“The research needs to lead to product or service innovation. This then has to be marketed to clients, and so on. A simple example is Amazon, one of the largest companies in the world by market capitalization, which wasn’t built on research but on customer service experience.”

“What’s missing in the GCC is an entrepreneurial environment where monopolies are dissolved and it’s OK to make mistakes. The most celebrated companies, such as Careem and Souq, are all about entrepreneurship.”

Jeffery says research is one of the key drivers of a knowledge economy due to its capacity for creating more jobs in the region.

“If you look at the amount of goods we import in the region, we need to create a stronger manufacturing sector, more jobs and reduce dependency on oil revenues. One of the biggest benefits of a serious R&D (research and development) capability is jobs and economic growth,” she said.

“Large industry players often choose to commission research from outside the region, so you need to encourage the faculty that you’ve got to work more closely with industry and convince them to spend more money here.”

 


A project helps Syrian entrepreneurs in four countries escape the shadow of war

Updated 13 December 2019

A project helps Syrian entrepreneurs in four countries escape the shadow of war

  • Start-ups are offered competitions, bootcamps and training programs
  • 'Spark' has been running an entrepreneurship program for five years

CAIRO: The Startup Roadshow was founded in 2018 to help Syrian refugees and expats in four different countries: Lebanon, Iraq, Turkey, and Jordan.

It was established when Spark, a Dutch organization supporting youth projects all over the world, reached out to Jusoor.

“We have been running our entrepreneurship program for five years, and we’ve been running training boot camps and competitions for Syrian startups,” said Dania Ismail, board member and director of Jusoor’s Entrepreneurship Program.

“We have also developed our own proprietary training curriculum, which is tailored to Syrian entrepreneurs, in the region and around the world.”

Spark sought out Jusoor to create a project to support Syrian entrepreneurs in those four countries, later bringing on Startups Without Borders to handle the competition’s outreach, marketing and PR.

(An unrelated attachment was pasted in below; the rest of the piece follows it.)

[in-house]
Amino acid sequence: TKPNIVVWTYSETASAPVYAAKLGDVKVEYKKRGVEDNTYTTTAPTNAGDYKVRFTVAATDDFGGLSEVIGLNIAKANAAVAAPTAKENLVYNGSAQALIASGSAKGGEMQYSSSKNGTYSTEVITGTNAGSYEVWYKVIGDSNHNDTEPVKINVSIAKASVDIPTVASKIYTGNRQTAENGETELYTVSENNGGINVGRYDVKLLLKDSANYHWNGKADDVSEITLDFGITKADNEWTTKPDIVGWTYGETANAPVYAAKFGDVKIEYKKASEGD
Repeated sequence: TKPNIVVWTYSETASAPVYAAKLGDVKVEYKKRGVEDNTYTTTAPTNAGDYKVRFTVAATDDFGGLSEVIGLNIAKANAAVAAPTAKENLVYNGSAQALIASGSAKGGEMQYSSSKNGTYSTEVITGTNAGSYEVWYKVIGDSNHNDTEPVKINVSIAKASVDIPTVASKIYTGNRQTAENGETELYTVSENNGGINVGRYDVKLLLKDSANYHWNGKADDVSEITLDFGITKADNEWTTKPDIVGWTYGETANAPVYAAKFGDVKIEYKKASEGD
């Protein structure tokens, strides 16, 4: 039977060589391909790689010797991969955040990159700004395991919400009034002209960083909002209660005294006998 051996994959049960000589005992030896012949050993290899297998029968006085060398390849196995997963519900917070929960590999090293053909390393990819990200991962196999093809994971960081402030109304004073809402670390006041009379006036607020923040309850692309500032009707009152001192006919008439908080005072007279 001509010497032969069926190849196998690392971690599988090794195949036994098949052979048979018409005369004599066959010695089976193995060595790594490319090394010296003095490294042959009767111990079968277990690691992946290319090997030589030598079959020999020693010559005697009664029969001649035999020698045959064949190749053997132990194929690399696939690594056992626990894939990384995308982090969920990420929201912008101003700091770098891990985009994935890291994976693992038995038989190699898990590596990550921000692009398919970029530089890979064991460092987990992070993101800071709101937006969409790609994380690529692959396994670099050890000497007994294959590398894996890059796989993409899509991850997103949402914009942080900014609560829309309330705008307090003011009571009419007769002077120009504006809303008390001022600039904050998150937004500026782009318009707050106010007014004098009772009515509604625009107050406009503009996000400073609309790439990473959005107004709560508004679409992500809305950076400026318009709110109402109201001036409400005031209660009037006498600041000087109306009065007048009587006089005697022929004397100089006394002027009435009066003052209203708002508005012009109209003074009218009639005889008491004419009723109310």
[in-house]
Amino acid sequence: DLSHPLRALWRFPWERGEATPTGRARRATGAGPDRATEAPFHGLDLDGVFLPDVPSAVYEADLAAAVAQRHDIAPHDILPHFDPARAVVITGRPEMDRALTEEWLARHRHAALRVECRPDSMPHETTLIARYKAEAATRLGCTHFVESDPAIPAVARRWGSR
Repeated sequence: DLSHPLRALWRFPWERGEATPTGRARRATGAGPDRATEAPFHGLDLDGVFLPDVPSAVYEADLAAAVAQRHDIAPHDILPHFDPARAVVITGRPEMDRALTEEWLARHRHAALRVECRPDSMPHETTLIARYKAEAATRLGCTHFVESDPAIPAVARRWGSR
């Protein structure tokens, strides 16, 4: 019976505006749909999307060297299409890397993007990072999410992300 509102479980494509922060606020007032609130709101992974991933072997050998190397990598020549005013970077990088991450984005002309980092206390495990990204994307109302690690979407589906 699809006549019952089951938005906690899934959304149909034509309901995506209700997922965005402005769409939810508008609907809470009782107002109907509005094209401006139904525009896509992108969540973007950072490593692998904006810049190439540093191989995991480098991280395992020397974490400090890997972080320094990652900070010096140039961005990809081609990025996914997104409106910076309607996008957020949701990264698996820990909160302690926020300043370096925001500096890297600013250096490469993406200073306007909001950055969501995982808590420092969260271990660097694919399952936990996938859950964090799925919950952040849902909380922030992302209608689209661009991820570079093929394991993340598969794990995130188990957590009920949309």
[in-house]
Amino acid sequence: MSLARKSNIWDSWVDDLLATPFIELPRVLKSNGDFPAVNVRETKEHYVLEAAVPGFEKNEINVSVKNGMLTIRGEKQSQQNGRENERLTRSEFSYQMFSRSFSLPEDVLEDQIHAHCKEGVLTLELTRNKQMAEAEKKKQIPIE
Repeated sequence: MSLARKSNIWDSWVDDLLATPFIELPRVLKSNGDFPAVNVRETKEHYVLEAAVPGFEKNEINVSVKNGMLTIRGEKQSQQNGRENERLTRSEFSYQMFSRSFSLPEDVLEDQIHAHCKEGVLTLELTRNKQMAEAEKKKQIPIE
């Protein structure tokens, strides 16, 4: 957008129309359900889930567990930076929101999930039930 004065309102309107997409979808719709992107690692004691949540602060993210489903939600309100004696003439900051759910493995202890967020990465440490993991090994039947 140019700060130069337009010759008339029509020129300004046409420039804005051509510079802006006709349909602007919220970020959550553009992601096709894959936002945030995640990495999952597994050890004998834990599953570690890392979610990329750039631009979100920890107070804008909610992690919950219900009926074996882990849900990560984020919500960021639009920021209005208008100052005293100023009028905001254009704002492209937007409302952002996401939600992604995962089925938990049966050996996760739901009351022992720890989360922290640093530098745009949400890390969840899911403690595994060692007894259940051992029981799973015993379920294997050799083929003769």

“We came up with this idea where a team of trainers, facilitators, and mentors would move from one city to another because it’s hard for Syrian youth to travel around. So, we decided to go to them,” said Ismail, a Syrian expat all her life.

The competition goes through five cities: Beirut, Irbil, Amman, Gaziantep and İstanbul.

The boot camps last for five days in each city, and throughout the Roadshow, 100 entrepreneurs will undergo extensive training and one-on-one mentorship to develop their skills and insights into the business world.

“We have five modules that are taught on different days. Then, the pitches are developed, practiced and presented,” Ismail, 39, said.

“In each location, we pick the top two winners — in total, we’ll have top 10 winners from each city.”

The top 10 teams pitched their ideas live in front of a panel of judges, at the second edition of Demo Day 2019, which was held in Amman on Nov. 4.

The best three Syrian-led startups won cash prizes of $15,000, $10,000, and $7,000, respectively.

They also had the opportunity to pitch their business ideas during Spark Ignite’s annual conference in Amsterdam. The competition aims to give young Syrians the hard-to-get chance to secure a foothold in the business world.

“We’re trying to empower young Syrians who are interested in the entrepreneurial and tech space. We want to empower them with knowledge, skills and confidence to launch their ideas,” Ismail said.

Despite the limited duration of the Roadshow and the lack of financial aid, the people behind the program still do their best to help all applicants.

“We try as much as possible to continue supporting them on their journeys with mentorship, advice and connections through our very large network of experts and entrepreneurs,” she said.

Jusoor’s efforts to help Syrian youth do not stop at the Roadshow, and the future holds much in store for this fruitful collaboration.

“We’re expanding our entrepreneurship program, and our next project will be an accelerator program that will continue working with a lot of the promising teams that come out of the Startup Roadshow,” Ismail said.

“We want to provide something that has a partial online component and a partial on-ground one, as well as an investment component where these companies receive funding as investment, not just grants and prizes,” she said in relation to the second phase of the Entrepreneurship Program, which is launching in 2020.

Ismail said: “The Roadshow was created so that Syrian youth can have the chance to change their reality, becoming more than victims of an endless war.

“The competition gives them the tools to become active members of society, wherever they may be, contributing to the economies of those countries.

“Once you’ve built up this generation and given them those skills and expertise, they’ll be the generation that comes back to rebuild the economy in Syria, once things are stable enough there.

“We hope that a lot of these young entrepreneurs the Startup Roadshow was able to inspire, train or help will be the foundation for the future of a small- to medium-sized economy inside Syria.”

 

• This report is being published by Arab News as a partner of the Middle East Exchange, which was launched by the Mohammed bin Rashid Al Maktoum Global Initiatives and the Bill and Melinda Gates Foundation to reflect the vision of the UAE prime minister and ruler of Dubai to explore the possibility of changing the status of the Arab region.